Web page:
OTTAWA - It was one of those once-in-a-lifetime moments for the Bradley boys of Ottawa, getting to share the stage at Scotiabank Place with the Boss himself.
Bruce Springsteen and his legendary E Street band played Canada's capital Friday night, keeping the capacity crowd of 19,000 screaming fans on their feet for over three hours.
But for three of those fans, Scott Bradley and his two sons, eight-year-old Peter and seven-year-old Stuart, it would become an almost transcendent experience to top all others.
During his shows Springsteen always chooses a youngster from the audience to join him on stage to warble out a rendition of "Waiting on a Sunny Day," and on Friday night the honour was bestowed upon brothers Peter and Stuart.
For dad, a life-long Springsteen disciple who even plays a Fender Telecaster guitar similar to the one the Boss slings, it just couldn't get any better.
"Your boys go up on stage, it was incredible, in a way you’re watching your kids live your dream," he said in an interview with The Canadian Press.
Scott was armed with a video camera but said he handed it to the stranger standing next to him to record the magic moment because he just wanted to stand back and soak it all in.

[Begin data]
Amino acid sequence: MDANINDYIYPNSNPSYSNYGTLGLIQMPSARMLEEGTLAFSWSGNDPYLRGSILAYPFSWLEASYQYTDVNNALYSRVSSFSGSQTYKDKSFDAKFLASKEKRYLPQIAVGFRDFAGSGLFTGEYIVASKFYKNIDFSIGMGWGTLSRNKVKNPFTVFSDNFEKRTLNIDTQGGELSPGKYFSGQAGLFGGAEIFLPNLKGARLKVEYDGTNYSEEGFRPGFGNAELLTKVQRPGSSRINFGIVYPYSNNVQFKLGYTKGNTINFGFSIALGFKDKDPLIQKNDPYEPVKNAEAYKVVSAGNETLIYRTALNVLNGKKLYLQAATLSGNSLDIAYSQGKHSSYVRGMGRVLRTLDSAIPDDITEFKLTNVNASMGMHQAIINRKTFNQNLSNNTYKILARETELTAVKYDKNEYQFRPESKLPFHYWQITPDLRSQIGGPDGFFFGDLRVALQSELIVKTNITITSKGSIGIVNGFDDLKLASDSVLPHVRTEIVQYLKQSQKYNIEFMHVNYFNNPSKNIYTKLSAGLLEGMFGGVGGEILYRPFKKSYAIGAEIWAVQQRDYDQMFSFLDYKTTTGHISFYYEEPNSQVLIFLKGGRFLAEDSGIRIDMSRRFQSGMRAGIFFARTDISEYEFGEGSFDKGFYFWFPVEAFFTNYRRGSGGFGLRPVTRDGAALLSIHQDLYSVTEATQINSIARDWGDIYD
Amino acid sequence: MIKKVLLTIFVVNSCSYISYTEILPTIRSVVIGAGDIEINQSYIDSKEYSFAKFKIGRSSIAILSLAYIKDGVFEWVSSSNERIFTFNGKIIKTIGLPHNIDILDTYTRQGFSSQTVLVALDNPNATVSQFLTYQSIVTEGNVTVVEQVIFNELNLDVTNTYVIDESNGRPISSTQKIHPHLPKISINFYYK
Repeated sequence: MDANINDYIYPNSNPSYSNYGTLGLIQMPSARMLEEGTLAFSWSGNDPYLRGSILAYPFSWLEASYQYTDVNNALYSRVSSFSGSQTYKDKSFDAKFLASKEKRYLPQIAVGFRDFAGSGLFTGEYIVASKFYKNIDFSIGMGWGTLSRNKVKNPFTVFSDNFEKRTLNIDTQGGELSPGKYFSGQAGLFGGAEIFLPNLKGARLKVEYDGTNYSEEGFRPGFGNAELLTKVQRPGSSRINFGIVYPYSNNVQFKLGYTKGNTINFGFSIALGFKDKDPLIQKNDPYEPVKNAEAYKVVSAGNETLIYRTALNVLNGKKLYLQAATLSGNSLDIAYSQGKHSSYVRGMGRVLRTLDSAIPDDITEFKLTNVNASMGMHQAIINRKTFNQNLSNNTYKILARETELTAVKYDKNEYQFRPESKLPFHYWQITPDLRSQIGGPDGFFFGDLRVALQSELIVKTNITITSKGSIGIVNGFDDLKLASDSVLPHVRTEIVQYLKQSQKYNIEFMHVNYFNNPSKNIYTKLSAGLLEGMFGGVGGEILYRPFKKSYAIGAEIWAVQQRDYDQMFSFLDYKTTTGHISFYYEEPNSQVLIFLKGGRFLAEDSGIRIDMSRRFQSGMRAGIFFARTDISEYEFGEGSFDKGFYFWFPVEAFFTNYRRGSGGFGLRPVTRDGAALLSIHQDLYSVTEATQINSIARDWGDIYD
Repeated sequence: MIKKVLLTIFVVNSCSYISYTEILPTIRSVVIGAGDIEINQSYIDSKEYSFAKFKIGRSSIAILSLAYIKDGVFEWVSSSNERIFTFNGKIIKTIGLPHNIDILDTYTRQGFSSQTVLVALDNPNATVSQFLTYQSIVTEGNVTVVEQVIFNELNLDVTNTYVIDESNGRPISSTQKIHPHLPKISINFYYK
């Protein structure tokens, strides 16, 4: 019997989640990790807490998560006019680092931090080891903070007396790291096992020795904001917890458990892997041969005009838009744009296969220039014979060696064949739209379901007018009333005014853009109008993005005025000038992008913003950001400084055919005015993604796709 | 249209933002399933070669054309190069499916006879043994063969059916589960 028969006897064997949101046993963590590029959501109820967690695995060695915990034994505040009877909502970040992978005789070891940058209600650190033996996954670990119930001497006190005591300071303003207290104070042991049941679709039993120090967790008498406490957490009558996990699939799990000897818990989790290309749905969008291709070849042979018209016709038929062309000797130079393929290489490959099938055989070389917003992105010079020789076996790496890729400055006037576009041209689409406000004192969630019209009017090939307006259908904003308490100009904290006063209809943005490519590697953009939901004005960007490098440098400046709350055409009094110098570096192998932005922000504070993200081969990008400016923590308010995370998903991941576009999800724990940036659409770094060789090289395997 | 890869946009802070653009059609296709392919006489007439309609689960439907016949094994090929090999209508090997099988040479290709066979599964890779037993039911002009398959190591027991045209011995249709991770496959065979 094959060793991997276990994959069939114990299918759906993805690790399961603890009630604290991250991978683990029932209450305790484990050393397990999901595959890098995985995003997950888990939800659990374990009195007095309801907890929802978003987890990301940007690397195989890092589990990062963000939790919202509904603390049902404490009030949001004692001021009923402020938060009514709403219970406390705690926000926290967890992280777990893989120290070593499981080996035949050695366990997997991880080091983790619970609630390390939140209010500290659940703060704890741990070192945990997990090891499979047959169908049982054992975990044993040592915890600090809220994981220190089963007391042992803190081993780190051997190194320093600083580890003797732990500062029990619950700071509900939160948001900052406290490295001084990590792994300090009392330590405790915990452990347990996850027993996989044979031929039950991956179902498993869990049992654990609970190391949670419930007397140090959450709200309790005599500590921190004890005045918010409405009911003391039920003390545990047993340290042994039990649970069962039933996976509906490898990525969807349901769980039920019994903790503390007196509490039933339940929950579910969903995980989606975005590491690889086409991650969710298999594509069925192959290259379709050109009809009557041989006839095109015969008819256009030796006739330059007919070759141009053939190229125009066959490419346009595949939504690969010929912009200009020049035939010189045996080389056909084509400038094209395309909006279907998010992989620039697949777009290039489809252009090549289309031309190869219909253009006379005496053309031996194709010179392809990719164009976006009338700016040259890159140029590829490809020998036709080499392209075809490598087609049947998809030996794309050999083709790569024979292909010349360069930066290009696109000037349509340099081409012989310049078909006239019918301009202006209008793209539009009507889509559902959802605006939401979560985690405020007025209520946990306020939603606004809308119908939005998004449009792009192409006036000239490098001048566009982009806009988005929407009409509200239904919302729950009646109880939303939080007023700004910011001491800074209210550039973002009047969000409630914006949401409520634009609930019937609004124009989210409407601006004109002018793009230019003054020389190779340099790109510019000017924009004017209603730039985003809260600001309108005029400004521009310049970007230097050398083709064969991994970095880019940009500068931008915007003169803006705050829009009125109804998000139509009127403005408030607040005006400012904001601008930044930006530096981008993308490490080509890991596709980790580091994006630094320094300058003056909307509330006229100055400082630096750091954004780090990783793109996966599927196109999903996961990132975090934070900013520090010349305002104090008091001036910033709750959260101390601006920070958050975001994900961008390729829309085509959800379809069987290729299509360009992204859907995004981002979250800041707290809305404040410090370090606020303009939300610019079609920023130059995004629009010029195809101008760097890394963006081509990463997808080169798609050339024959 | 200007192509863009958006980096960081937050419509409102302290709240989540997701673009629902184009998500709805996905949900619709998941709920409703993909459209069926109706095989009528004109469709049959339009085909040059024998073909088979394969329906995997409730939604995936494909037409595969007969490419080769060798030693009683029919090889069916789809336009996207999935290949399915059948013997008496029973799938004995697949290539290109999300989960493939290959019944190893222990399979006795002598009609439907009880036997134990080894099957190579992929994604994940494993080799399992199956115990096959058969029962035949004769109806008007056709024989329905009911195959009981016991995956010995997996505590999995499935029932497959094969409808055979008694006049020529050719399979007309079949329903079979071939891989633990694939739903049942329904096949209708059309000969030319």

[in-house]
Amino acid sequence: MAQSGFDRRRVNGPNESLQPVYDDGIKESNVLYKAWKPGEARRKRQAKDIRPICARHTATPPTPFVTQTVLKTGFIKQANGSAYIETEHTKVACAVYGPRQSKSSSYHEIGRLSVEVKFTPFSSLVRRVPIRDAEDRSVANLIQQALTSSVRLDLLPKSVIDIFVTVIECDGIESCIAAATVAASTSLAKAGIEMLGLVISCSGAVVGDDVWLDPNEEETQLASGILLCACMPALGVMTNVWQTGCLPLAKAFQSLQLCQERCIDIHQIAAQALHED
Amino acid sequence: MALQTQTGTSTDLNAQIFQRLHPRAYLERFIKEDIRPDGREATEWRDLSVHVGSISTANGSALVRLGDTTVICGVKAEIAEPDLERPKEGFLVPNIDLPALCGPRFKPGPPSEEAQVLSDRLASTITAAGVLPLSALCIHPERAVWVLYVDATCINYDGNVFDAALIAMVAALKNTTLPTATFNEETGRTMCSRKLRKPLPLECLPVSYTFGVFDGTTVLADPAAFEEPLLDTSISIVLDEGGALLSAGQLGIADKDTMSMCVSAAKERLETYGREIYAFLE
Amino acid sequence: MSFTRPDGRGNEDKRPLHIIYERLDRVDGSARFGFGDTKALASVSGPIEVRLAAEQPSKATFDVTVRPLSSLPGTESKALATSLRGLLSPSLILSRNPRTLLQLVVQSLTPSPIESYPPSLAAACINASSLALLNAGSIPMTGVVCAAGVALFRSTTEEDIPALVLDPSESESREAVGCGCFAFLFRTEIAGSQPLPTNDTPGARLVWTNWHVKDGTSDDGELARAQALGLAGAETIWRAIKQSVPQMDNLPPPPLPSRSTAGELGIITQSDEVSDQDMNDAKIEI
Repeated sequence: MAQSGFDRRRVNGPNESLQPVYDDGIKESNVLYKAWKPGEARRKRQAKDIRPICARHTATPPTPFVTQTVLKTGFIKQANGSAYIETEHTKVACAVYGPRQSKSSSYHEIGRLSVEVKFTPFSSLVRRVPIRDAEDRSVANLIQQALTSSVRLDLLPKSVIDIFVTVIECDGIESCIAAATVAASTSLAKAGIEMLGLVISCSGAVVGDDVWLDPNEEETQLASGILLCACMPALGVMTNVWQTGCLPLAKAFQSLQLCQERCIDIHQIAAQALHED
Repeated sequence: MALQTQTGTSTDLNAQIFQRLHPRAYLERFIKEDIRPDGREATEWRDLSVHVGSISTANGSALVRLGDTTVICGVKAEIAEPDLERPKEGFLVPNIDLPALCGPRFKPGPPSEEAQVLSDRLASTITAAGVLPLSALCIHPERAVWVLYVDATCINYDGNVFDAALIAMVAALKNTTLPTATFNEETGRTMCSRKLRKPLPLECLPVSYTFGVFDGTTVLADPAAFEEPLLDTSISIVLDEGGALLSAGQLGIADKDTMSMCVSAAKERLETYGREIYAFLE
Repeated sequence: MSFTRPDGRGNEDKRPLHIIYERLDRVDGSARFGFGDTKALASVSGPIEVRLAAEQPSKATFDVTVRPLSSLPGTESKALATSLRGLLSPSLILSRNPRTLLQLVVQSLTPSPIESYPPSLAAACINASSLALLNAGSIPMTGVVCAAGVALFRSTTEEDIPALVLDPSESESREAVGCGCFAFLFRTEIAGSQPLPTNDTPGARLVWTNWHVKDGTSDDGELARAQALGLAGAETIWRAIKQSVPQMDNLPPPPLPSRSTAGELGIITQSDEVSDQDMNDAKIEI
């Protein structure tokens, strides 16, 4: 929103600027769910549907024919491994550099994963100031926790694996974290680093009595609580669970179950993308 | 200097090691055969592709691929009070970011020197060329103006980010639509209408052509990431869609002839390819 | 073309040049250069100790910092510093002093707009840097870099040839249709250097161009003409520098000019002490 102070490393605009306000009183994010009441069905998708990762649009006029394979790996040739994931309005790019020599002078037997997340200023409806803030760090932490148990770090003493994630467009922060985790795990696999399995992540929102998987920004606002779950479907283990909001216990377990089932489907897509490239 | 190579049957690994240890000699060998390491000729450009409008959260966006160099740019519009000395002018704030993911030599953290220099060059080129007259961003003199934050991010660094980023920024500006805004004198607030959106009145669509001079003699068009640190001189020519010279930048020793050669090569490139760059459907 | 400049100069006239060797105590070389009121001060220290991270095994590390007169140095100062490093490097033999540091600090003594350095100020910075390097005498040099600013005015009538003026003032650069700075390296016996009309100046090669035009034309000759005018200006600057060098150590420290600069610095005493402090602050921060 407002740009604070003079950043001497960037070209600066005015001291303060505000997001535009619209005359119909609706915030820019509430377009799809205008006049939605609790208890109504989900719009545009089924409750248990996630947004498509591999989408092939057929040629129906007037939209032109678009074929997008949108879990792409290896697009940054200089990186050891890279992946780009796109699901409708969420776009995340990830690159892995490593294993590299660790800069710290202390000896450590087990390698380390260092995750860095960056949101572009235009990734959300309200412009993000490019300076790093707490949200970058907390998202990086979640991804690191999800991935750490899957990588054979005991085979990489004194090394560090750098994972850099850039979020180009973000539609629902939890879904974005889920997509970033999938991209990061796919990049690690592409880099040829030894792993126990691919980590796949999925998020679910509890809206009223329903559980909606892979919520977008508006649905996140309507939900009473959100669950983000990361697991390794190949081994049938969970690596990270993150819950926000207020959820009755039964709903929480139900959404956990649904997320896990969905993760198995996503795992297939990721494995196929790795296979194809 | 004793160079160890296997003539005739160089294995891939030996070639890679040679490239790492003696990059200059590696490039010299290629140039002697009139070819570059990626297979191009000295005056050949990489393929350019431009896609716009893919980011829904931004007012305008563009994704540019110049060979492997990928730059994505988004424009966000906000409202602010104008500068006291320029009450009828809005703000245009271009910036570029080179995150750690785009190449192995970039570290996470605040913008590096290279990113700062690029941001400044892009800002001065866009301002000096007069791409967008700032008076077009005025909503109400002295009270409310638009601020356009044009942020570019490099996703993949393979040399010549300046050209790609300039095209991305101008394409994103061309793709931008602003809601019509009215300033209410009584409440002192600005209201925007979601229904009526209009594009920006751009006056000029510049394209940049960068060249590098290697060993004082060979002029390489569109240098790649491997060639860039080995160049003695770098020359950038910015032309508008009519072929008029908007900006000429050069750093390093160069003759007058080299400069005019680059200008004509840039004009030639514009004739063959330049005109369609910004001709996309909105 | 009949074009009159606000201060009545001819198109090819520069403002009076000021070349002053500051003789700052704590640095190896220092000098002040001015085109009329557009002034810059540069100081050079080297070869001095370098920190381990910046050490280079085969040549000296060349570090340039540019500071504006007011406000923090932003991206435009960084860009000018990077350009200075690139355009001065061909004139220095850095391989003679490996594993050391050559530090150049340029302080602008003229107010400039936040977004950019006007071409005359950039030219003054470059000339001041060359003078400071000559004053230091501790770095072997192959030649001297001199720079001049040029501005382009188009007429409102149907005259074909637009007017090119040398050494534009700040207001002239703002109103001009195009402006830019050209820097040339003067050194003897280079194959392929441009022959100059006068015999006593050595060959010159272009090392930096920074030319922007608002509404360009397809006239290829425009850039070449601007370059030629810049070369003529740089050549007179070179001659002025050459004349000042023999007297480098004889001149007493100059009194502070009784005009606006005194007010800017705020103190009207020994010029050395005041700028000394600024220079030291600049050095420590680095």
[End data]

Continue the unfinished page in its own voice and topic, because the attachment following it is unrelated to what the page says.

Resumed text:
"The most exciting part for me was just that, you know when they got on stage they made the most it. They sang with their hearts right out there and they jumped around and had fun, and if they were nervous, which they said they were, they didn’t show it."
Stuart, with a seven year old's typical mastery of understatement, said "it was really fun."
In the video that's posted on YouTube, Stuart and big brother Peter certainly look like they are having fun — and so is Springsteen, his face lit with a huge grin as he urges the boys on, to the pure delight of the crowd.
Scott prepped his boys well, taking them to their first Springsteen show in Boston, and then using name that Springsteen tune games in the car to school them in the lyrics they'd need to know Friday night.
"I was just so proud of the fact that here’s a once in a lifetime opportunity and the boys made the most of it, and both my wife and I were very, very proud," he said.
It was Scott's 29th Springsteen concert, and needless to say the most memorable, but not just because of the showmanship of his sons.
Along with the treasured memories, Scott left Scotiabank Place with another treasure of nearly incomparable value to an amateur musician with a Springsteen addiction — the actual harmonica the Boss had been blowing on stage.
"Literally as he was walking off he pointed back at the boys, I could see the harmonica in his back pocket so I was making the harmonica motion to him and he came right back and tossed it to us."
— By Steve Hennigar in Toronto